Iraq and Gulf Analysis

Kurds Challenge Maliki Ally in Parliament

Posted by Reidar Visser on Tuesday, 3 January 2012 14:09

As Iraqi parliamentarians reconvened for their first session of 2012 today, the full spectrum of ongoing political crises were on display.

Symptomatically, the basic facts of who attended and who did not at times took precedence over the substantial content of the session. In the first place, the secular and increasingly Sunni-backed Iraqiyya party remained absent. A comfortable quorum was nonetheless reached with around 180 deputies present from the Shiite Islamists, the secular White Iraqiyya breakaway faction from Iraqiyya, and the Kurds.

That did not last long, however. Protesting against statements by Hussein al-Asadi, an ally of Prime Minister Nuri al-Maliki, the Kurds withdrew from the session, demanding an apology from Asadi. Asadi had accused the Iraqi president, Jalal Talabani, a Kurd, of illegally providing shelter for the newly indicted Tareq al-Hashemi, the Sunni vice-president, thereby supposedly violating the anti-terrorism law.  

Other members of the Shiite Islamist parties including Maliki’s own State of Law alliance intervened and provided assurances that Asadi would not attend parliament until he had recanted. The Kurds promptly returned to the session.

These developments show two things. Firstly, the Kurds remain committed to the parliamentary process despite the boycott by Iraqiyya. Symptomatically, they did not achieve an outright condemnation of Asadi, but rather a document containing several clauses that would address the matter through parliamentary procedure.

Secondly, there are forces in the Maliki alliance – such as Asadi – that still dream of dominating parliament through a wafer thin alliance with White Iraqiyya, ignoring the Kurds. This trend – which failed to prevail today – should not be underestimated. Already, lawyers in Shiite-majority governorates like Diwaniyya are threatening to sue Talabani for failing to surrender Hashemi.

In another sign of Maliki’s inability to proceed with a bolder course in parliament, no vote of no confidence in vice premier Salih al-Mutlak, also of the Iraqiyya party, was held. The true test, however, will come later in the month with an expected national conference to deal with the latest political unrest. It is noteworthy that Maliki has used the past few weeks to speak out vocally against several power-sharing clauses of the shadowy Arbil framework that led to the creation of his second government in December 2010. This continued a trend seen throughout 2011, when Maliki increasingly sought to evade any discussion of the exact contents of that agreement.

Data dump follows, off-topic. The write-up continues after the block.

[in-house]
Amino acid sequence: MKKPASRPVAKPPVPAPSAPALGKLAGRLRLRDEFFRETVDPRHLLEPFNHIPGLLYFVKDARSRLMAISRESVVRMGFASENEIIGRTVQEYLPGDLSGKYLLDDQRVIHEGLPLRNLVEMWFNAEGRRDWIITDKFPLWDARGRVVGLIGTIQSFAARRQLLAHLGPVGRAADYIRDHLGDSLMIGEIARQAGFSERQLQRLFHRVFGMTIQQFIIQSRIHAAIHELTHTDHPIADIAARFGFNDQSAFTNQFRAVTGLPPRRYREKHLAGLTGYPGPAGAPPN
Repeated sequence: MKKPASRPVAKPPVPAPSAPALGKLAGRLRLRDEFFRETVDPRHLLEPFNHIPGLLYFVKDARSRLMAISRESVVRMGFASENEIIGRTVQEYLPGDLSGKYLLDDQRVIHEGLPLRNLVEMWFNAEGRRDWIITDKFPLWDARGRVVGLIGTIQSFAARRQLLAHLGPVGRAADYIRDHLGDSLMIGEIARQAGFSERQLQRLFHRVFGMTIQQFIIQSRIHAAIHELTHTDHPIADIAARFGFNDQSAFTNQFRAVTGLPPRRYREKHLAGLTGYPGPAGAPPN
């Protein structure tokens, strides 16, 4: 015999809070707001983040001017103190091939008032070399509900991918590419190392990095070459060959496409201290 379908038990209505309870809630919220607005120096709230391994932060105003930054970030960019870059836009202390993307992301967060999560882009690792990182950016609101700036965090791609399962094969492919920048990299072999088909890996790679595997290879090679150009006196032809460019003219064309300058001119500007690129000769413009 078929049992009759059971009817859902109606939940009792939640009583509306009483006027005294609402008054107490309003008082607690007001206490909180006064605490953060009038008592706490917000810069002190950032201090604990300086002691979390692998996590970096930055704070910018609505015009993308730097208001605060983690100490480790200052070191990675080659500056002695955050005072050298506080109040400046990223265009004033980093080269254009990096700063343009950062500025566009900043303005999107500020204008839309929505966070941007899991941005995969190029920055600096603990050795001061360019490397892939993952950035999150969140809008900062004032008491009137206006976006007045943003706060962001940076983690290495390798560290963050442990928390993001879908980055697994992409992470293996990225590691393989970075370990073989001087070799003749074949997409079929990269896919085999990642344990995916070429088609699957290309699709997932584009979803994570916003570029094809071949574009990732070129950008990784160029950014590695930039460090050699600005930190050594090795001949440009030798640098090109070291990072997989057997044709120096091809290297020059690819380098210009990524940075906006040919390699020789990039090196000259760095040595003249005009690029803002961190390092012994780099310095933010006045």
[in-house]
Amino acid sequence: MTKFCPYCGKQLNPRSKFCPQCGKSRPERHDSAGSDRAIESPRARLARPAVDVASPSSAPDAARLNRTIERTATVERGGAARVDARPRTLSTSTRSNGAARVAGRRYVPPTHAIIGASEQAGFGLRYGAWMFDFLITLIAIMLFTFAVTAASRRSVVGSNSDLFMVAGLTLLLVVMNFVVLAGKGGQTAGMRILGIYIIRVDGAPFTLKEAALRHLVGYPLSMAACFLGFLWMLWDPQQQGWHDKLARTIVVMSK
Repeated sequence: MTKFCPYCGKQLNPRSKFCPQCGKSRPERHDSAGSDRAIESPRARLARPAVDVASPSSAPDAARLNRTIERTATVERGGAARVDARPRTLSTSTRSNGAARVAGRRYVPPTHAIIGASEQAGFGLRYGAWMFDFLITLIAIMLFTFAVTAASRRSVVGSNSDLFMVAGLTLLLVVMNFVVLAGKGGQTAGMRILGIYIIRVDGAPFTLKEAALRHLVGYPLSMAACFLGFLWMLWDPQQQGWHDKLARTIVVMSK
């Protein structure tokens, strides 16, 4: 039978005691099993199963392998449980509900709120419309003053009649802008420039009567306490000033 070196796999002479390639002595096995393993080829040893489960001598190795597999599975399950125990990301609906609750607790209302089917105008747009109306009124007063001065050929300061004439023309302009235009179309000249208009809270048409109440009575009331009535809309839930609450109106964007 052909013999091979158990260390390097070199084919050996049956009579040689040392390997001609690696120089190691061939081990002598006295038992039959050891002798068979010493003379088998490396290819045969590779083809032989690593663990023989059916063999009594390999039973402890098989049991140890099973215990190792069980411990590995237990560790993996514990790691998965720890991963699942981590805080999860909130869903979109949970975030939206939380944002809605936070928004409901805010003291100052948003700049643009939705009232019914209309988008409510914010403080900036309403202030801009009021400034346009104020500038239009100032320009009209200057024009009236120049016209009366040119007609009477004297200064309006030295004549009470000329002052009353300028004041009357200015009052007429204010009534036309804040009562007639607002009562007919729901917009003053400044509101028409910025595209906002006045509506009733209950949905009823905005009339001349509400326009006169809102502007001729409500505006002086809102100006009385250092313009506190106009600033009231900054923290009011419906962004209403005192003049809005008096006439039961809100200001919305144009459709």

Whether the Kurds attending the national conference will be satisfied with a verbal fudge of the kind seen in the Talabani-Asadi altercation today remains to be seen.

7 Responses to “Kurds Challenge Maliki Ally in Parliament”

  1. Santana said

    The Turks are not happy-they seem to be backing the Kurds for a change..

  2. Reidar Visser said

    Still strange to see the Turks calling for the US to act. The Turks may well be in a better position to influence things themselves now.

  3. Observer said

    Two words: Chapter Seven.

  4. Salah said

    Meanwhile Sadar admitting now publically that he take orders from Khamenei/Iran

    So what about other the come to join the club of publically telling Iraqis are Iran’s teals inside Iraq. wonder why US did not figure out these guys are Iranian proxy rather than Iraqis who care about Iraq and Iraqis, to show other ME countries the gain that US hope brought to Iraq and Iraqis.

    الصدر: خامنئي وباقي المراجع الكبار يحرّمون الانشقاق عن التيار الصدري وإضعافه
    المحرر: SZ | BK الاثنين 02 ك2 2012 18:32 GMT

  5. Thaqalain said

    What do you mean by POL in last twit?

  6. Reidar Visser said

    “Political”. Twitter will be an interesting experiment in terms of identifying acceptable and unacceptable abbreviations. It has occurred to me that those who tweet in Arabic will be able to convey substantially more information per tweet due to absence of short vowels in the written language.

    Observer: The US Chapter 7 leverage re Kuwait reparations has been there for many years. What has the USG done to actually make use of it? What is there to suggest they have the ability and/or willingness to make use of it for fixing the political situation in Iraq in the future?

  7. Observer said

    I believe that part of the calculations that the Obama team made in evaluating the need to extend the SOFA vs. leaving Iraqi basis included the use of Chapter 7 levage to obtain Iraqi government compliance with general needs of US interests. Iraq will never get out of Chapter 7 somehow became an Iranian proxy.

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